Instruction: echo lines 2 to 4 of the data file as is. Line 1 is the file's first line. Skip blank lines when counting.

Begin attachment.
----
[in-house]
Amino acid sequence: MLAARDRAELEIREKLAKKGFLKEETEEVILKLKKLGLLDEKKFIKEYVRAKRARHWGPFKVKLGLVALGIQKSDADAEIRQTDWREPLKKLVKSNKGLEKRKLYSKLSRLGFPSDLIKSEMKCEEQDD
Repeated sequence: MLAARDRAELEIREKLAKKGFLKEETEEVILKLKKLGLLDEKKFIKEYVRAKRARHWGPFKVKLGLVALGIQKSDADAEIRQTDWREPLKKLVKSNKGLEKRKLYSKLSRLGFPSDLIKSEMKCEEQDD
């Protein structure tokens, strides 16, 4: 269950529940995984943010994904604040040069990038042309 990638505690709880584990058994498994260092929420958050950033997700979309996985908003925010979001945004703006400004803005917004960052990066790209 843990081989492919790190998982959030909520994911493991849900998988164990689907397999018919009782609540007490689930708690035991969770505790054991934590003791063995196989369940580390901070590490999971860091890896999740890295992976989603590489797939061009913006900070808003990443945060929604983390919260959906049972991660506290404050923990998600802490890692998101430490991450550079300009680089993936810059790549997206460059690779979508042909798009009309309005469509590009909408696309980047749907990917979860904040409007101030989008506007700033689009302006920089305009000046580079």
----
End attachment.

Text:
Amino acid sequence: MLAARDRAELEIREKLAKKGFLKEETEEVILKLKKLGLLDEKKFIKEYVRAKRARHWGPFKVKLGLVALGIQKSDADAEIRQTDWREPLKKLVKSNKGLEKRKLYSKLSRLGFPSDLIKSEMKCEEQDD
Repeated sequence: MLAARDRAELEIREKLAKKGFLKEETEEVILKLKKLGLLDEKKFIKEYVRAKRARHWGPFKVKLGLVALGIQKSDADAEIRQTDWREPLKKLVKSNKGLEKRKLYSKLSRLGFPSDLIKSEMKCEEQDD
């Protein structure tokens, strides 16, 4: 269950529940995984943010994904604040040069990038042309 990638505690709880584990058994498994260092929420958050950033997700979309996985908003925010979001945004703006400004803005917004960052990066790209 843990081989492919790190998982959030909520994911493991849900998988164990689907397999018919009782609540007490689930708690035991969770505790054991934590003791063995196989369940580390901070590490999971860091890896999740890295992976989603590489797939061009913006900070808003990443945060929604983390919260959906049972991660506290404050923990998600802490890692998101430490991450550079300009680089993936810059790549997206460059690779979508042909798009009309309005469509590009909408696309980047749907990917979860904040409007101030989008506007700033689009302006920089305009000046580079």